Capturing the 1800s Apothecary Scene in Gypsy Tonic’s Intricate Packaging

Gypsy Tonic is certainly one-of-a-kind. After all, you won’t find any other chocolate almond flavored superfood health supplements out there! The intricate, ornate design transports consumers to a different time, so we spoke with Tom Lane, the designer behind the beverage. He told us more about the inspiration he used to create a true apothecary vibe, developing the custom lettering, designing with color versus black and white, and more.

Walk us through the design process that you went through for this project.

Tom Lane: Brandon got in touch with a fairly defined idea of what he would like included in the label. He explained that he had a narrative to convey through particular imagery and that he wanted to do this whilst capturing a 1800s apothecary scene vibe. I had these constraints to work within and I was happy to do that as I believed it all fit well with the product—it seemed a solid strategy.

With those decisions on the table I was able to throw myself into exploring the layout of the label through pencil sketches. I tend to work small and loose to begin with, aiming to quickly see what clicks. I then move on to a larger layout and start working ideas into an initial presentation. I created a couple of variations and got approval to move to the next stage on one of them.

Then the hard graft really kicked in to turn a detailed sketch with all bespoke lettering, illustration, and decoration into vector artwork. However, through that process I’m able to tighten up and elevate the artwork.

Once we had the design in vector I could control its components more. With a couple of rounds of colour exploration we got to a final result.

What sort of examples or inspiration did you turn to when designing the label?

Tom Lane: We both did our research into the time period and visual material that captured the look and feel. I collect a lot of books and reference material day to day in this style as it’s something I’m interested in and has informed my work for many years.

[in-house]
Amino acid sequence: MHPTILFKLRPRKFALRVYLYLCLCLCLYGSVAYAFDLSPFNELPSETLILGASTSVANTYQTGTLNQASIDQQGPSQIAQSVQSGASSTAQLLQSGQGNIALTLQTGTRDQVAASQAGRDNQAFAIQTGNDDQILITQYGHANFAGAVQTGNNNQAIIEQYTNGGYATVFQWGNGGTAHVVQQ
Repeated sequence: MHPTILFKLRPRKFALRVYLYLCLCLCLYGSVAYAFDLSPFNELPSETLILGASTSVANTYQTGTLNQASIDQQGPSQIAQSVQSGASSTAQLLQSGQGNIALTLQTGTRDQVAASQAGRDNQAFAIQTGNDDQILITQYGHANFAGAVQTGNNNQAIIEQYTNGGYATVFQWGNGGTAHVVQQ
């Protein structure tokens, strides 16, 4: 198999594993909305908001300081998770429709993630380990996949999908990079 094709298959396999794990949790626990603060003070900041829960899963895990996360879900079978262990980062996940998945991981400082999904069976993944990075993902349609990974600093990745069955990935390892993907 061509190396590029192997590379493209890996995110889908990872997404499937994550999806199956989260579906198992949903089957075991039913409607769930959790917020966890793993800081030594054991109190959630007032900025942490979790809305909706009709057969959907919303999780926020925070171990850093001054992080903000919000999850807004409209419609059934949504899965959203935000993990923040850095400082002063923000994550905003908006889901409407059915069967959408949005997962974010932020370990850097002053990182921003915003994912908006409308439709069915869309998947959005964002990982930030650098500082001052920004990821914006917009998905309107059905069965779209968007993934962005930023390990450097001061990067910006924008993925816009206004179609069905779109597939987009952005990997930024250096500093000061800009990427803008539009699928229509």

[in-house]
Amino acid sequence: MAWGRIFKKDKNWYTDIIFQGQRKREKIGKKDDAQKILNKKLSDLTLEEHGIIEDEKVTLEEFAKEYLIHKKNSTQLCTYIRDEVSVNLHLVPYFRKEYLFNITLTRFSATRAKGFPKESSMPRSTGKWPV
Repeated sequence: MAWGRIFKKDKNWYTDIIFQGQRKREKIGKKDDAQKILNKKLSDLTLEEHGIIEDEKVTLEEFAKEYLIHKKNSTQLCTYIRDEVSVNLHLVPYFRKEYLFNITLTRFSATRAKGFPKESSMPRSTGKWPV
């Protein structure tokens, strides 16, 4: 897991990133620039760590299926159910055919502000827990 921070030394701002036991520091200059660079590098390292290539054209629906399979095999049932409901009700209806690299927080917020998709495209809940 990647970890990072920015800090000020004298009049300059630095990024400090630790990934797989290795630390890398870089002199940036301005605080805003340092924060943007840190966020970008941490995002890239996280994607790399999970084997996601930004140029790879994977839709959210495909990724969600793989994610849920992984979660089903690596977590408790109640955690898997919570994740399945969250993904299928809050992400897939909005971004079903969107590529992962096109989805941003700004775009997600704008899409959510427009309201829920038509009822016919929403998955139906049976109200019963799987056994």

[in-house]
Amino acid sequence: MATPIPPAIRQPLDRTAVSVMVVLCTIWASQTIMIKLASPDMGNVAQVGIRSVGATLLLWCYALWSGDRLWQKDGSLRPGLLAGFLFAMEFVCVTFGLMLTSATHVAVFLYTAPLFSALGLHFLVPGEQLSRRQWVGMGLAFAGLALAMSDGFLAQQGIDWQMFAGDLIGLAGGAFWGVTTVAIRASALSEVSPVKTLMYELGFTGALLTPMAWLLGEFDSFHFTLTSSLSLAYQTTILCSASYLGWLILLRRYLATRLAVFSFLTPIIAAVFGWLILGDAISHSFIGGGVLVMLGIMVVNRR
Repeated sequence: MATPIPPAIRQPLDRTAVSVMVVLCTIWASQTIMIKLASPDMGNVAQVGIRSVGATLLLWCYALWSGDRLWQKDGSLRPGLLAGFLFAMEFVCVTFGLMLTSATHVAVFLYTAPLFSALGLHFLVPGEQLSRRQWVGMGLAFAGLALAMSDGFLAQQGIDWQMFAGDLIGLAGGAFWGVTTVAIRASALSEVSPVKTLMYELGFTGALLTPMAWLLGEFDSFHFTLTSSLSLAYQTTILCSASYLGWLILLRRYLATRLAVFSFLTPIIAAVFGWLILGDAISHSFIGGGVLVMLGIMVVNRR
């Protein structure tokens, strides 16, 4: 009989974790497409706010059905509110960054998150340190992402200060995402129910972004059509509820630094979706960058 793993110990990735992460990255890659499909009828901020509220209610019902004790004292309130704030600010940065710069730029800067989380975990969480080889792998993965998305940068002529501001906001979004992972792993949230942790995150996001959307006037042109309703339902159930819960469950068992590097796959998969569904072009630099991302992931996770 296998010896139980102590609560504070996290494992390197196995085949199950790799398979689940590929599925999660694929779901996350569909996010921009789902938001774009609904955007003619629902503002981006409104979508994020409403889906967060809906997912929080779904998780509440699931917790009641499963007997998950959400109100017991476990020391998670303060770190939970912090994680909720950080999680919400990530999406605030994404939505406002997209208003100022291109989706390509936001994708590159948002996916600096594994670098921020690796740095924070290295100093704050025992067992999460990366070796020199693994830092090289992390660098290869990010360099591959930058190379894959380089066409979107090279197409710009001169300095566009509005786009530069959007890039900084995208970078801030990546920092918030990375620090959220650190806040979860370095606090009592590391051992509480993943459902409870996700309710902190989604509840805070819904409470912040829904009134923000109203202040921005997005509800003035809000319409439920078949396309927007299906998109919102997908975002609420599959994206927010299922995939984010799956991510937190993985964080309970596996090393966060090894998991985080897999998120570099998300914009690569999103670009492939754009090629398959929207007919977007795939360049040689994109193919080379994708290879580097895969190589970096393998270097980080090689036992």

What was the most challenging part of this project?

Tom Lane: The colour system and balancing the artwork once we moved it away from black and white. It took a lot of experimentation to get to where we are now.

If you could pick one aspect of the finished design that you like the most or feel especially proud of, what would it be and why?

Tom Lane: Two things: firstly, a very happy client. Brandon was great to work with and this was a real passion project for him. To help in getting it to market and to have something he feels proud of is extremely rewarding. The second is that I’m pleased I could push the custom lettering in the design and it's had a great response. The TDC awarded it a certificate of excellence this year and I’m proud and thankful that it got recognised in that way. 

Share one lesson that you learned while developing the finished product.

Tom Lane: I used to design with pencil and paper and present to clients in black and white. Through past experience I had found colour to be such a polarising component of a design. Some clients wouldn’t see past a particular colour choice and what could have been a successful design got set back because of an initial colour in a presentation. Previously, I would explore colour once a design was locked in. I used to work a lot more as a commissioned lettering artist and illustrator, in that field we tend to share initial sketches and build in colour and finish on an agreed design. I worked with that same approach in package design. After this project though I changed that. I design with colour from the outset now and only present with a system that’s fully realised.